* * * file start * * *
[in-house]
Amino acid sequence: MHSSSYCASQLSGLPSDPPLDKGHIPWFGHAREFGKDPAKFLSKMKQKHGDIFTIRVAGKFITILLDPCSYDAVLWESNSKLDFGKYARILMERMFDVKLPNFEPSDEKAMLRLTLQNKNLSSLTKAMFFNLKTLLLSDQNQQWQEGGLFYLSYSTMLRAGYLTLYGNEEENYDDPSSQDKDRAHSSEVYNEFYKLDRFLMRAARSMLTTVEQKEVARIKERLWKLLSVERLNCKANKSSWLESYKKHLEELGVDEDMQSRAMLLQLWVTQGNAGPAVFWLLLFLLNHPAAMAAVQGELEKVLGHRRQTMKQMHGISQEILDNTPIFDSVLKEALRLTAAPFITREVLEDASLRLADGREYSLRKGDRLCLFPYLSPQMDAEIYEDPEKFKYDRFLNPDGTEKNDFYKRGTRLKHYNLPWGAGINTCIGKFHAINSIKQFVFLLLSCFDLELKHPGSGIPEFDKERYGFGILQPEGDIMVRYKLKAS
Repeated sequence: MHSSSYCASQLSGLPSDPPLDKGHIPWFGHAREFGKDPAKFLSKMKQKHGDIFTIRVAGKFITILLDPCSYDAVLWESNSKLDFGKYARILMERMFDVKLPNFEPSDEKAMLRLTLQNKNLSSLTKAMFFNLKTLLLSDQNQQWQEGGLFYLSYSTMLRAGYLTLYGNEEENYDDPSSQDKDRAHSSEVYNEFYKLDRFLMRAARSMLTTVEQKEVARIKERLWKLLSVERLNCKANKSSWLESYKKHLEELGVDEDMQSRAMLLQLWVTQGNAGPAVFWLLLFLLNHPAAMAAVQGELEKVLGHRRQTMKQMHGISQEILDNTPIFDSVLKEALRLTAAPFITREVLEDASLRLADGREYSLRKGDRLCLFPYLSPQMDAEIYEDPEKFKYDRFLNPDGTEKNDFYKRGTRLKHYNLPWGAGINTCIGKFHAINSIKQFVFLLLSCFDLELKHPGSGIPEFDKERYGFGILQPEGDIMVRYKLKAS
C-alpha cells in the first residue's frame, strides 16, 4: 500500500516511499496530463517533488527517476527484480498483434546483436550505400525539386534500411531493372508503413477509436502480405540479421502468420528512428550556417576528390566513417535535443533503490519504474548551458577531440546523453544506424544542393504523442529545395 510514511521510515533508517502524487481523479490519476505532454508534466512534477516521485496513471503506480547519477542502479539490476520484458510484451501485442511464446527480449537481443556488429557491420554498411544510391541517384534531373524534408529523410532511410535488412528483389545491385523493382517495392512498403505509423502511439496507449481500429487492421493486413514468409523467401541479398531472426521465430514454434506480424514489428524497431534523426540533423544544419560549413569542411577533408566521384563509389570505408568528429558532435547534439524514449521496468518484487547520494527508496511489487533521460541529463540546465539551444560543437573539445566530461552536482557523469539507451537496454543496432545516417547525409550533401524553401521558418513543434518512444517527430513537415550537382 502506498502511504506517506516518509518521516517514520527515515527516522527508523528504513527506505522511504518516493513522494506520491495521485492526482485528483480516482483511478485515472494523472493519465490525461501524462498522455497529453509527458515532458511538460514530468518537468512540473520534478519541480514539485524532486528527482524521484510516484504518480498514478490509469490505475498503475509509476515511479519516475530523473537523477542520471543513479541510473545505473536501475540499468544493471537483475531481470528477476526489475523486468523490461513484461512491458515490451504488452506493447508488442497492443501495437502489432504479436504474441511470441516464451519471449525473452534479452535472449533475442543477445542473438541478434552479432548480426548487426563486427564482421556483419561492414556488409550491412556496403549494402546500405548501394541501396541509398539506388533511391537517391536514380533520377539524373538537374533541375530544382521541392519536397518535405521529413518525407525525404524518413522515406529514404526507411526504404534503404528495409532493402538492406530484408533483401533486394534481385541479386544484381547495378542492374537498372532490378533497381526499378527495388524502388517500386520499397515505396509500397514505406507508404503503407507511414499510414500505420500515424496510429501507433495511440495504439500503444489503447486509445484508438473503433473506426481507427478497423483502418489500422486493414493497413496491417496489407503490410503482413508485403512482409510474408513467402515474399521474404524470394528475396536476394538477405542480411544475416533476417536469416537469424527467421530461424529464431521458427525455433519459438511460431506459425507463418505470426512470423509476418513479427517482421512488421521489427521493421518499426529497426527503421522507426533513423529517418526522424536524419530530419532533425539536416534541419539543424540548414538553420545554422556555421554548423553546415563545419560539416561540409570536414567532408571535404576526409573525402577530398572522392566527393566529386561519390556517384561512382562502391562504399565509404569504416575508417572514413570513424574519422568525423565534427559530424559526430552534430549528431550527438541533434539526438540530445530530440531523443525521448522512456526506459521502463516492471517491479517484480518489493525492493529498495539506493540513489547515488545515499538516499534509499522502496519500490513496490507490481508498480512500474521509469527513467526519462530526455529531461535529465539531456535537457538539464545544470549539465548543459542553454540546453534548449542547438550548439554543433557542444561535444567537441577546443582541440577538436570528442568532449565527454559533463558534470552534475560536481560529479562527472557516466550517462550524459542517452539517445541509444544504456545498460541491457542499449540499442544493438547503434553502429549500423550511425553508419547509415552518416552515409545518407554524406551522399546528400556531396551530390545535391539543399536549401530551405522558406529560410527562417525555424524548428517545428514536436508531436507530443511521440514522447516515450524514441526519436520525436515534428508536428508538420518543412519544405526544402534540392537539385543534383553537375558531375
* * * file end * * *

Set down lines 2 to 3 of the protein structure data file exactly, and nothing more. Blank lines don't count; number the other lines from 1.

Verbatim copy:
Amino acid sequence: MHSSSYCASQLSGLPSDPPLDKGHIPWFGHAREFGKDPAKFLSKMKQKHGDIFTIRVAGKFITILLDPCSYDAVLWESNSKLDFGKYARILMERMFDVKLPNFEPSDEKAMLRLTLQNKNLSSLTKAMFFNLKTLLLSDQNQQWQEGGLFYLSYSTMLRAGYLTLYGNEEENYDDPSSQDKDRAHSSEVYNEFYKLDRFLMRAARSMLTTVEQKEVARIKERLWKLLSVERLNCKANKSSWLESYKKHLEELGVDEDMQSRAMLLQLWVTQGNAGPAVFWLLLFLLNHPAAMAAVQGELEKVLGHRRQTMKQMHGISQEILDNTPIFDSVLKEALRLTAAPFITREVLEDASLRLADGREYSLRKGDRLCLFPYLSPQMDAEIYEDPEKFKYDRFLNPDGTEKNDFYKRGTRLKHYNLPWGAGINTCIGKFHAINSIKQFVFLLLSCFDLELKHPGSGIPEFDKERYGFGILQPEGDIMVRYKLKAS
Repeated sequence: MHSSSYCASQLSGLPSDPPLDKGHIPWFGHAREFGKDPAKFLSKMKQKHGDIFTIRVAGKFITILLDPCSYDAVLWESNSKLDFGKYARILMERMFDVKLPNFEPSDEKAMLRLTLQNKNLSSLTKAMFFNLKTLLLSDQNQQWQEGGLFYLSYSTMLRAGYLTLYGNEEENYDDPSSQDKDRAHSSEVYNEFYKLDRFLMRAARSMLTTVEQKEVARIKERLWKLLSVERLNCKANKSSWLESYKKHLEELGVDEDMQSRAMLLQLWVTQGNAGPAVFWLLLFLLNHPAAMAAVQGELEKVLGHRRQTMKQMHGISQEILDNTPIFDSVLKEALRLTAAPFITREVLEDASLRLADGREYSLRKGDRLCLFPYLSPQMDAEIYEDPEKFKYDRFLNPDGTEKNDFYKRGTRLKHYNLPWGAGINTCIGKFHAINSIKQFVFLLLSCFDLELKHPGSGIPEFDKERYGFGILQPEGDIMVRYKLKAS